HEALTH & CARE

How Much Coconut Oil Can I Give My Dog: A Quick Guide to Coconut Oil and Its Benefits for Dogs

Artistic image presenting coconut oil on a table
John Walton
Written by John Walton

In the pursuit of giving the best care to their pet dogs, many pet owners have stumbled upon coconut oil. Hailed as a super-healthy food item, many of us still wonder if coconut oil will do our dogs more harm than good, especially if they are already having trouble with weight control. The good thing is, as long as you know the answer to the question: “how much coconut oil can I give my dog,” your dog will definitely be able to reap all the benefits that coconut oil has to offer and none of the downsides.

Coconut oil is probably one of the hottest and healthiest food items we have today, able to give many benefits to humans and their pet dogs alike. For dogs, the nutrient content in coconut oil does wonders for their skin and coat. Because the fat contained in coconut oil is the beneficial type and not the harmful type, it won’t add to your dog’s weight. Rather, it could very well help reduce your dog’s weight.

Image showing coconut oil made for dogs

In this article, we will talk more about what makes coconut oil good for our pet dogs, and how it will affect them. Also, we will talk about the proper ways to give coconut oil to them. In case you’re worried about an overdose, don’t because we will also talk about the right amount of coconut oil to give.

The “Good” Fat

Coconut oil can be used in a variety of ways, including as a health supplement, to cook food, as a natural moisturizer and hair conditioner, and even as a homemade deodorant. This seemingly simple food item, which is derived from, of course, coconuts, looks just like any other oil. But don’t let the looks fool you—it’s packed with nutrients.

To those who think that coconut oil is bad because it is fatty, it really isn’t as long as it is given in the right amounts. This wonder oil contains fats that are considered “conditionally essential,” which means that for certain circumstances or conditions, they are greatly beneficial. Such circumstances include pregnancy and the early growth period.

coconut oil and fresh coconuts on old wooden table

Coconut oil contains Medium Chain Triglycerides (MCT), also known as Medium Chain Fatty Acids (MCFA). MCT is made up of a variety of healthy acids, such as Caprylic Acid, Capric Acid, and Lauric Acid. As something that is actually found in human breast milk as well as the breast milk of other mammals, MCT is a “good fat,” and brings with it a host of benefits. Unfortunately, coconut oil is not an Omega-3 oil. But it does possess nutrients that can greatly benefit dogs.

Now that we have established the beneficial nutrient contents found in coconut oil, we’re going to explain more about the ways they benefit our dogs.

How Coconut Oil Benefits Our Dogs

Coconut oil, as earlier stated, helps our dogs in many ways. A higher level of MCT consumption in dogs has been known to:

Help Improve Digestion

Coconut oil heightens metabolism and improves digestion. It also helps in nutrient absorption, aids in the healing of digestive disorders such as colitis and inflammatory bowel syndrome, and helps with coughing caused by heartburn.

a man feeding-dog with coconut-oil

Coconut oil is also an effective solution to reduce or eliminate bad breath as it expels and kills parasites in the digestive system.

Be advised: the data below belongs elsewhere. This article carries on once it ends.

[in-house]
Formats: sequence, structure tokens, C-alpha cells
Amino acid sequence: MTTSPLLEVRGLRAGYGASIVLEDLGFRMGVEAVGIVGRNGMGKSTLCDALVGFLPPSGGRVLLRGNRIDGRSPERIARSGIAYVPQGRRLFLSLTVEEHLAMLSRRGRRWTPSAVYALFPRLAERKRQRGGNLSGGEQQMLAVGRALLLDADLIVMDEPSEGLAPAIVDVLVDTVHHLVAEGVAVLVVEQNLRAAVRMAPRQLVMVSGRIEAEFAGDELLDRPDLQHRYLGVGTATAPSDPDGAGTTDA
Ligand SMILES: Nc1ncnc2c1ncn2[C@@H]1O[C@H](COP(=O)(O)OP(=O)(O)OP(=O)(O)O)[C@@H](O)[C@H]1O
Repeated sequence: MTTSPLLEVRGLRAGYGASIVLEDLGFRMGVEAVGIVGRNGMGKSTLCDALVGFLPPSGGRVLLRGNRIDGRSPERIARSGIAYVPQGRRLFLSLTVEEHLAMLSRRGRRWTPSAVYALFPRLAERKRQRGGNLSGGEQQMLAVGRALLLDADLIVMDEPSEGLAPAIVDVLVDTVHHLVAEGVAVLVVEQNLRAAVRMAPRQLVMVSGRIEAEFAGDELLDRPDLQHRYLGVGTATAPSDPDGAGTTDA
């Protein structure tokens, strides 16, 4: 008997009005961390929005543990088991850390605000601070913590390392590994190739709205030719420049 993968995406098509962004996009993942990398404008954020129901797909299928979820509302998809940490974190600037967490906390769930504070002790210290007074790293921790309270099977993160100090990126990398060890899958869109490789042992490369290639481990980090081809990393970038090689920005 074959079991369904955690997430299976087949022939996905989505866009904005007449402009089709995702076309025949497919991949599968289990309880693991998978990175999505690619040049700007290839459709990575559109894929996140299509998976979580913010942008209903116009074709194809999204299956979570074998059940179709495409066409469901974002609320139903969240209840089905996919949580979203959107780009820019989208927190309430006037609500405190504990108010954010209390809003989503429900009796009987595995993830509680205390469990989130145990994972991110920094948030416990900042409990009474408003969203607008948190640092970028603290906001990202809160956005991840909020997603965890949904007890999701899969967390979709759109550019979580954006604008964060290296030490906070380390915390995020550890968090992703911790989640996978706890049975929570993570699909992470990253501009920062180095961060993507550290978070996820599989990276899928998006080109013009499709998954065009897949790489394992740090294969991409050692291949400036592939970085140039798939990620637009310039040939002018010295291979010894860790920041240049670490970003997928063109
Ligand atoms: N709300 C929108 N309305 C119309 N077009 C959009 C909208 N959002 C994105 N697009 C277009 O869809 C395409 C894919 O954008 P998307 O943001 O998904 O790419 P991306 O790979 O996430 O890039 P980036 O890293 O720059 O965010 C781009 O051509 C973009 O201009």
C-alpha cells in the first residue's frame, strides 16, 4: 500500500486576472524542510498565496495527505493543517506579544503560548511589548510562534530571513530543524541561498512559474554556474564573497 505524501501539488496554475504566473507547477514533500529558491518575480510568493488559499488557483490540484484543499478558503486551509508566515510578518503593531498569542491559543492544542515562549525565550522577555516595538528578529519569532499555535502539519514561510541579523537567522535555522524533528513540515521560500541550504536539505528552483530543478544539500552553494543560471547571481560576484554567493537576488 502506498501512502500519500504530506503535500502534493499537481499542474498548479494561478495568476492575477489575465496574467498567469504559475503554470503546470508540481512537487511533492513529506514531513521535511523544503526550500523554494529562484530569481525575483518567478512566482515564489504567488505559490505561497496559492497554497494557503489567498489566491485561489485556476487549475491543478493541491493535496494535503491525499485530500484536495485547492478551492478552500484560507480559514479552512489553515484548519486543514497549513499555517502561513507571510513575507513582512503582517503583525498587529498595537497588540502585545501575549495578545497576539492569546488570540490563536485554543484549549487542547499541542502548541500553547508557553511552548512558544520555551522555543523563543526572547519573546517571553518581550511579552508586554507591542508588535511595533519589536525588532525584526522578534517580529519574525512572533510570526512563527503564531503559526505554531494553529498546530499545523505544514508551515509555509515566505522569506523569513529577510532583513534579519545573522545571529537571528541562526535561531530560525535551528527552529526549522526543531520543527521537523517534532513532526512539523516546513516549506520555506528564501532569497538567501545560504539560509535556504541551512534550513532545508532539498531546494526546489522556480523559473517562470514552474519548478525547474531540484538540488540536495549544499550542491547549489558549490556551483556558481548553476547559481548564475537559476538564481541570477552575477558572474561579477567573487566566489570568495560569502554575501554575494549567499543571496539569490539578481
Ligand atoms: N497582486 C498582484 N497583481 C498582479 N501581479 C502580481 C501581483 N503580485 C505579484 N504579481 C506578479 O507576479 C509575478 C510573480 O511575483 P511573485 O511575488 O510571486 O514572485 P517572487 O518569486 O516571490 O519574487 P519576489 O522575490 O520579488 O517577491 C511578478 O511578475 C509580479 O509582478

Improve the Immune System

Coconut oil consumption supports the immune system, thus protecting the dog from illnesses, and speeds up natural healing. A higher level of coconut oil consumption may even lower risks of cancer. It also helps prevent infection and disease thanks to the powerful antibacterial, antiviral, and anti-fungal agents contained in Lauric Acid, Capric Acid, and Caprylic Acid.

Boost Endocrine/Metabolic System

Coconut oil provides an immediate source of fuel and energy, thus giving a higher level of vitality. This helps sedentary dogs feel energetic so the dog can lose weight. Not just that, it also helps regulate and balance insulin, which is very important for the prevention and control of diabetes. It also promotes a normal thyroid function.

Image showing a happy-dog-running

An abnormal thyroid function can be the reason why your dog is putting on extra weight or is having allergic reactions. It may also cause your dog to shed excessively, which is why coconut oil also assists with ensuring skin and coat health.

When applied topically, it promotes the healing of cuts and wounds. It can also help with hot spots, dry skin, and hair, as well as bites and stings. It is also good for disinfecting cuts, soothing dry cracked paws, and elbow calluses, and may even minimize dog odor.

Supports the Musculoskeletal System

Coconut oil helps in building strong bones. It also eases inflammation, which is especially important for older dogs. It can also help with arthritis discomfort.

Other Benefits

Coconut oil can also promote good nerve and brain function, prevent dementia, improve oral health as it can be used to clean teeth, help clear up ear infections and eye infections if applied topically.

Image presenting a Happy-dog

With regular use, coconut oil can give your dog so many benefits. Now that we’ve understood the benefits this wonder oil has to offer, we’ll proceed to the ways we can give it to our dog.

How to Use Coconut Oil on Dogs

Coconut oil can be given internally or orally, or simply applied topically to the skin. It can be given to puppies and grownup dogs alike, but the amount given orally should be determined carefully.

Oral Dosage

Generally, coconut oil can be given orally up to two times per day. Before giving coconut oil to your dog, however, do make sure to check with your vet. This is especially important if your dog has a health condition, or if the dog is still a very young and thus vulnerable puppy.

If you’re just starting, begin by giving small amounts to your dog. You can do this by putting the oil in his food, or simply letting him lick it out of a spoon. Start with 1/4 teaspoon per day for puppies and small dogs, or one teaspoon for larger dogs. If your dog has a sensitive constitution, though, opt to give a very small amount—just a dab—to start.

Allow your dog to adjust to the addition of coconut oil in their diet. It has benefits, but if you give too much too early, your dog could suffer from diarrhea, greasy stools, or even have flu-like symptoms.